East Sussex: Council backs Gatwick Expansion Plans
27 January 2015, 17:48
East Sussex County Council has voted to back plans for a second runway at Gatwick. Both the full council and the cabinet have decided to support the proposal.
The council statement
The economic benefit an expansion of Gatwick Airport would bring to the county is an opportunity that cannot be missed, East Sussex County Council has decided.
Cabinet reiterated the council’s commitment to supporting local businesses by confirming its support for a second runway at the airport provided it comes with action to limit the impact on residents of East Sussex and to improve the county’s infrastructure. This followed a special full council meeting which also voted in favour of expansion.
“One of the county council’s key priorities is to support economic growth and job creation in East Sussex,” said council leader Cllr Keith Glazier.
“We have an opportunity here to back a scheme which will provide better links for business to trade across the globe, as well as encouraging inward investment, securing new jobs and attracting more tourists.
“We have listened to the views of the business community and believe our support for the second runway demonstrates our commitment to business growth and economic development.
“As well as those directly employed at Gatwick Airport, we anticipate a growth in the job market with businesses relocating to the county or expanding to take full advantage of the opportunities a second runway would deliver.”
Following Tuesday’s cabinet meeting, Christina Ewbank from the Alliance of Chambers in East Sussex said: “The business community of East Sussex is delighted that the county council is continuing its support for Gatwick Airport.
“We believe a second runway and the resultant expansion are vital to the economic growth and sustainability of the county for many years to come.”
The council is being consulted on the possibility of an additional runway at Gatwick. The Airports Commission shortlisted Gatwick’s proposal along with two from Heathrow.
The county council, along with other consultees, have until February 4, 2015 to comment on the proposal for Gatwick. In the summer, the Airports Commission will put its recommendation to the Government, which will make the final decision.
The Airports Commission suggests 63,000 jobs could be created by an expansion of Gatwick Airport. There are currently around 1,100 East Sussex residents employed directly at Gatwick and this is expected to rise to around 3,400 should a second runway be built.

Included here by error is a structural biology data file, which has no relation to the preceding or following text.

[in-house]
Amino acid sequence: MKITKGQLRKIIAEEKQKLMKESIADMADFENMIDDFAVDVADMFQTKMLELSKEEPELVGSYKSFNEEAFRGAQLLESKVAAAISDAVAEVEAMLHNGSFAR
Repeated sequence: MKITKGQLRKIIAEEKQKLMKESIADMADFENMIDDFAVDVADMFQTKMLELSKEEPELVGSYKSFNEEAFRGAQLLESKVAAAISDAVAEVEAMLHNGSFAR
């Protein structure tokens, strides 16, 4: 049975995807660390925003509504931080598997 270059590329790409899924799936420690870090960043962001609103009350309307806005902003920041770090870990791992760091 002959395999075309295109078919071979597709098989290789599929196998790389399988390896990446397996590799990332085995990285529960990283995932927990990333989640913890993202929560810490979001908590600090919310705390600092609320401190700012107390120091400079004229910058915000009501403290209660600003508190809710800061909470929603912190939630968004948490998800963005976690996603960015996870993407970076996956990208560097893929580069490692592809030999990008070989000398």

While the authority would welcome the benefits of a second runway, councillors are adamant that Gatwick Airport Limited fully fund and deliver mitigation and compensation measures promised at the beginning of the consultation.
• £46.5m to help fund infrastructure to support new housing
• £3.75m to help create 2,500 apprenticeships for local young people across the south east
• £5m for a noise insulation scheme for homes affected by aircraft noise
• £45m for a council tax initiative to compensate houses significantly affected by noise
• £10m to fund local highway improvements
“We appreciate that there are people in East Sussex with concerns about the impact an additional runway will have, particularly those living under or near the flight path,” Cllr Glazier added.
“But proposals for expansion give us the perfect opportunity to ensure measures are put in place to mitigate the impact, including investment in infrastructure and money being made available for noise insulation.
“Should the Gatwick expansion be selected, as well as the measures set out for those who would be significantly affected by the proposals, we will insist on specific mitigation measures for East Sussex residents adversely affect by noise from a second runway.”
As well as reiterating its support for an additional runway at Gatwick, the county council welcomed ongoing discussions with the DfT, Gatwick Airport and the Gatwick Consultative Committee over the impact of noise from existing flight paths.
The council agreed to oppose a narrow, concentrated arrival flight path which was trialled by the National Air Traffic Service and the Civil Aviation Authority, and which had a negative impact on residents in the north of the county.